Low turnout as Arik resumes operation – The Cable

Arik Air, the largest domestic airline in Nigeria, is currently experiencing a low turnout of travellers at the Murtala Muhammed Airport, Ikeja, Lagos, TheCable can confirm.

The airline, which suspended activities on Tuesday, announced its intention to resume work at 11am on Wednesday.

“Arik Air, West and Central Africa’s largest airline, is pleased to announce that scheduled flights will resume from 11 am tomorrow, Wednesday September 14, 2016,” the airline had said in a statement signed by Ola Adebanji, its public relations officer.

The airline’s first flight since the suspension took off at about 11:48am on Wednesday, and a ticketing agent with the airline in Lagos, who did not want to be named, told TheCable that the airline was experiencing a low turnout.

“The first flight left before 12 noon today. The turnout is less than the usual flow,” he said.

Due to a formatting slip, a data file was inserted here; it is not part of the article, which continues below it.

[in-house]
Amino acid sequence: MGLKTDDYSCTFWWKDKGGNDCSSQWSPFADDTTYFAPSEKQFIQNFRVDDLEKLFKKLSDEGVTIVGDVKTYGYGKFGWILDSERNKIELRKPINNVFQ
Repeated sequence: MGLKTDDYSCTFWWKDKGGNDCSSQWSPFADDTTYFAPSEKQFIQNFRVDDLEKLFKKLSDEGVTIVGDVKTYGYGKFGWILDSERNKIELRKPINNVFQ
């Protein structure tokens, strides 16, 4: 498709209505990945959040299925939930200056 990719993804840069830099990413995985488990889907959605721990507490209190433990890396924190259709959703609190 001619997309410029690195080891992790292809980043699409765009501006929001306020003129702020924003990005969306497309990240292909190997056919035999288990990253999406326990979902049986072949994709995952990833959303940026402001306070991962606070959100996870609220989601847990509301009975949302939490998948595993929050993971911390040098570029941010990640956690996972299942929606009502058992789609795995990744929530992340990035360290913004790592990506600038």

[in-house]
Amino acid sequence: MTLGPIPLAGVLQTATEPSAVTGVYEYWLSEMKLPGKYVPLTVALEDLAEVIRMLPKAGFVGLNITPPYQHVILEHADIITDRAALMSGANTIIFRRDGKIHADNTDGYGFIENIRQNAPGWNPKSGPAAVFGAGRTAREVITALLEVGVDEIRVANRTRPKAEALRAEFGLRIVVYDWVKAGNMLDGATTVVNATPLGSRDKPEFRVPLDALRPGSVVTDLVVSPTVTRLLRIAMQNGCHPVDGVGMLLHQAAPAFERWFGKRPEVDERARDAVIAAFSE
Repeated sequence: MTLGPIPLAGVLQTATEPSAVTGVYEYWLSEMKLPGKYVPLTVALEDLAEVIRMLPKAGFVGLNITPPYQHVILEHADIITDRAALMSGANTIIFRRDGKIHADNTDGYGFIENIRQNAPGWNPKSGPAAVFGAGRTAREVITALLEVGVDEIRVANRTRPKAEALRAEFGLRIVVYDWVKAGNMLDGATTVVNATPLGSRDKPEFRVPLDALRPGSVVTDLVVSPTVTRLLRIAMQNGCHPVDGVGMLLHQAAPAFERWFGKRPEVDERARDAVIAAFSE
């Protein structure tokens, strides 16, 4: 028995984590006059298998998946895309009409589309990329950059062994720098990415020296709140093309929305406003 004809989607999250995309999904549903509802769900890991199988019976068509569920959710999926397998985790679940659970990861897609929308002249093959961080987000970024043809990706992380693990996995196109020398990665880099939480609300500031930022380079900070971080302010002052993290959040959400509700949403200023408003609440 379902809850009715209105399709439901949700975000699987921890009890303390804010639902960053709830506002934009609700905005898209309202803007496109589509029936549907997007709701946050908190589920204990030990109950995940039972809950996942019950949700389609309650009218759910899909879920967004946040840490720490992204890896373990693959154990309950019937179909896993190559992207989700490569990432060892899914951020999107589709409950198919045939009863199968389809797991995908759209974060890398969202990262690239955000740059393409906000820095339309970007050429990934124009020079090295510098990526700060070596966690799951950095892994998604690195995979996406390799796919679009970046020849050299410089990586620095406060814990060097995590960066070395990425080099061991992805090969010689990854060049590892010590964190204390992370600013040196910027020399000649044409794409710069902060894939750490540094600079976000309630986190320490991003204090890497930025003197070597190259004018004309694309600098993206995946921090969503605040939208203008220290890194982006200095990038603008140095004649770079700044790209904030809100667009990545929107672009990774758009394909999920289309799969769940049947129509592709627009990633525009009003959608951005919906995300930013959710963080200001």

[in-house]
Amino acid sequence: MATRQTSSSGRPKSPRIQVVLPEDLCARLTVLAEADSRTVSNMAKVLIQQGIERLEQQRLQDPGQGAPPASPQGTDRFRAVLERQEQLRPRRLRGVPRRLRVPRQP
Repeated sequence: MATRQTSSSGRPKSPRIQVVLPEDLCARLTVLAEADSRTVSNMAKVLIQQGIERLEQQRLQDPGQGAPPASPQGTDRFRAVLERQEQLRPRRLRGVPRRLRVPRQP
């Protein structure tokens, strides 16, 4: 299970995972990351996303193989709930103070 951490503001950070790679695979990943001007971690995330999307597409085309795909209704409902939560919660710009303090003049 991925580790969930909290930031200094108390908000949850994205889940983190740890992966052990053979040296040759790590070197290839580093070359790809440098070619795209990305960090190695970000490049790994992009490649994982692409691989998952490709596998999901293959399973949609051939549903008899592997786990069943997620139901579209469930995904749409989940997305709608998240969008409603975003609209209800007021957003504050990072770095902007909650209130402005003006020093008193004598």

“You don’t expect our fingers to be equal immediately. Its a matter of time, everything will pick up.

“Many of the passengers we had today were the ones who had initially booked an earlier ticket, and rescheduled. Arik went to Abuja, Benin, and some other routes I can’t confirm now, but it flew its normal routes.”

The airline had earlier said its activities were being impacted by the rise in aviation fuel prices across the country.

Arumemi Ikhide, the founder of the airline, said in an interview, that government policies were not favouring domestic airlines.

“Government policies, or central bank policies do not favour us. For example, the CBN said that 60 percent of foreign inflow should be for manufacturers. They’ve forgotten that the engine of any economy is air travel,” he said.

“I consider that all my colleagues and I (are) doing national service. You don’t even get fuel; fuel prices are shooting off the roof. Before the flexible exchange rate was introduced, we were buying fuel for about N110 per litre.

“Now it’s N215 per litre and you can’t even get it. The situation in the country is not favourable to the airlines at all.”

Aviation fuel remains a challenge in the sector, with airlines having to refuel outside the country to beat the N400-per-litre price in oil-rich Nigeria.